Sacramento-based Sutter Health will pay a total of $45.6 million to resolve allegations of double-billing and kickbacks between several physicians and its hospitals.
Of the $45.6 million settlement, $15.1 million is for conduct in the U.S. Eastern District Court of California. The remaining $30.5 million is for claims in the U.S. Northern District Court of California.
The $15.1 million portion of the settlement is a new development.
Earlier in November, Sutter agreed to pay $30.5 million to settle a whistleblower lawsuit. That lawsuit alleged that the health system arranged a kickback scheme with the Sacramento Cardiovascular Surgeons in exchange for referrals to the Sutter Medical Center.
Allegedly, the arrangement led to some doctors at Sacramento Cardiovascular Surgeons receiving medical director positions and exclusive contracts. The settlement asks these doctors to pay $500,000.
The $15.1 million portion of the settlement is to settle allegations of double-billing and kickbacks doctors received for referring Medicare patients to Sutter hospitals.
Sutter discovered that it had been double-billing Medicare payments at some of its hospital, according to the Department of Justice. In a self-disclosure to the federal government, Sutter said its hospitals submitted Medicare claims resulting from physicians to whom those hospitals: paid compensation under personal services arrangements that exceeded the fair market value of the services provided; leased office space at below-market rates; and reimbursed physician-recruitment expenses that exceeded the actual recruitment expenses at issue.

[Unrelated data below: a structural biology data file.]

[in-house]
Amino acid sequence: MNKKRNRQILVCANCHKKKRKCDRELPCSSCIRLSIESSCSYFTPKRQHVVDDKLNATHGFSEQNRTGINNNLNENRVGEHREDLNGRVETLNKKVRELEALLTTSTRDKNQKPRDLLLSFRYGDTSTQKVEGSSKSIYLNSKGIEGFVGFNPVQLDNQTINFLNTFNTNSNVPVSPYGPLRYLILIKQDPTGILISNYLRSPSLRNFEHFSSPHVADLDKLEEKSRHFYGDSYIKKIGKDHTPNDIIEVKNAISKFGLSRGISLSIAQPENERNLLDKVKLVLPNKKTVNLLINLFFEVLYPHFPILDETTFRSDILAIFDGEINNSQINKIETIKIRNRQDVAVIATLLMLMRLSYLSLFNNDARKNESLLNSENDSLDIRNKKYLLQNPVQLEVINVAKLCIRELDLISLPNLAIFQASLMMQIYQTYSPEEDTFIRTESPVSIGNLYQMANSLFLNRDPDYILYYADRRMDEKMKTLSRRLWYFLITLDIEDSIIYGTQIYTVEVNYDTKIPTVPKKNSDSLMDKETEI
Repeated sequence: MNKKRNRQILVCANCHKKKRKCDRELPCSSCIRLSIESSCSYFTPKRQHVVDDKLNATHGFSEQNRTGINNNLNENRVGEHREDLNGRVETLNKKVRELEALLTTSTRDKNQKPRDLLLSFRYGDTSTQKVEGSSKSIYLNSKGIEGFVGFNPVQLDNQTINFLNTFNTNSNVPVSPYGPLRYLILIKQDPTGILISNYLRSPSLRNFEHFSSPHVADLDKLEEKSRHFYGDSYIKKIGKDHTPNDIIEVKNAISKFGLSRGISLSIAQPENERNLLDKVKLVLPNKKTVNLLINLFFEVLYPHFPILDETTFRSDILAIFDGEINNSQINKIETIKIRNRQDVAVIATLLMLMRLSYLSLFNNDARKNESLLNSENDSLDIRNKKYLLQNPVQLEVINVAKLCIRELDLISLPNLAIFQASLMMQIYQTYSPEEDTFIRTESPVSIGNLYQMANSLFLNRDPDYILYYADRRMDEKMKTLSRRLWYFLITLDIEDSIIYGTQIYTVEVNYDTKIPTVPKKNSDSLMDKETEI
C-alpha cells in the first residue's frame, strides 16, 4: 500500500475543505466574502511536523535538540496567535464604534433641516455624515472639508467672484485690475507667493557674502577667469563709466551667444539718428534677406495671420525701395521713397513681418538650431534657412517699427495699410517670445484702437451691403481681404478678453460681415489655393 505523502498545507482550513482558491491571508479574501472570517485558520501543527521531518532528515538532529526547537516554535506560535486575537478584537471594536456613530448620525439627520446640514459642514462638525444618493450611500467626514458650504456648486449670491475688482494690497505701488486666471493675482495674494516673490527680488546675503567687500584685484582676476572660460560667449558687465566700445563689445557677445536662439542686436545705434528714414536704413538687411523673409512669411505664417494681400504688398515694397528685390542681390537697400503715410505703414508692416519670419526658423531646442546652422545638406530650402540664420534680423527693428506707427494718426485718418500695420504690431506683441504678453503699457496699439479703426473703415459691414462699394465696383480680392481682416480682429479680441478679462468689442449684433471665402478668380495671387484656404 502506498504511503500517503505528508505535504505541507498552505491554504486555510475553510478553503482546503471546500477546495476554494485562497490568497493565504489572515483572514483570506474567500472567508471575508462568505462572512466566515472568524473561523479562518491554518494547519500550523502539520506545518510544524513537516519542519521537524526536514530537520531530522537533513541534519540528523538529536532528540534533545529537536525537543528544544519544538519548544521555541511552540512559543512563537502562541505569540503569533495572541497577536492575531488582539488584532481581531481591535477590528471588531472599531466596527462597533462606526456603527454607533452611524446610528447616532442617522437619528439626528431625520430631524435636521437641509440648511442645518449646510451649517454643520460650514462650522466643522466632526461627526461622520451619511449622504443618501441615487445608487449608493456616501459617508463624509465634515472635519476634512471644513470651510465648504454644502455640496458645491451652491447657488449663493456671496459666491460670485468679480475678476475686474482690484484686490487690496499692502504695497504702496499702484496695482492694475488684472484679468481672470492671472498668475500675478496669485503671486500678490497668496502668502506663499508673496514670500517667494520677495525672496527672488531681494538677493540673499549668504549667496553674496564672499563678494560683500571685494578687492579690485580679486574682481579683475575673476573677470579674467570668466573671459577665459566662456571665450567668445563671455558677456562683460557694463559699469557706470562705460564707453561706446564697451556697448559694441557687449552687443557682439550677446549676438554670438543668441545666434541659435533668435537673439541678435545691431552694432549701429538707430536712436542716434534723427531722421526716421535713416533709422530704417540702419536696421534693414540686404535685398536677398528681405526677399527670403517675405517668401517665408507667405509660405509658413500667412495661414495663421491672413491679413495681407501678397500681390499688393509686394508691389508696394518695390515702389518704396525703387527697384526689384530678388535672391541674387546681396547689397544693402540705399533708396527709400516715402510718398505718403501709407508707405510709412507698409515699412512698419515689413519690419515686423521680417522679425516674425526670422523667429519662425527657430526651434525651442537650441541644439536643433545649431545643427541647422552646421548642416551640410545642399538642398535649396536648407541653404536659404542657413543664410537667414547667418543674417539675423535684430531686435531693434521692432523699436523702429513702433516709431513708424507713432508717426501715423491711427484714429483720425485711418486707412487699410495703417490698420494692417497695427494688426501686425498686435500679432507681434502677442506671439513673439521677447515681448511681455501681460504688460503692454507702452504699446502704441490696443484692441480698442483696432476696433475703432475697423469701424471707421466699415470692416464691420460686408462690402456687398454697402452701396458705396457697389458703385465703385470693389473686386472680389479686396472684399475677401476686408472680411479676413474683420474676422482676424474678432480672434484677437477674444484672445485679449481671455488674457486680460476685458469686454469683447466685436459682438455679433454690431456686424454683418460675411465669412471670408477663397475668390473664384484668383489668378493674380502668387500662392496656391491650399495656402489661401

According to Sutter, the settlement involves a self-disclosure from 2010. At the time, the health system identified a non-compliant agreement.
Sutter says the recent settlement is “not based upon any alleged payment for referrals and there was no finding that Sutter violated the anti-kickback laws.”
As part of the settlement agreement, neither party will admit to any wrongdoing.
Sutter Health is facing another whistleblower lawsuit, which alleges the health system submitted fraudulent diagnosis scores for Medicare Advantage patients. That lawsuit is still ongoing.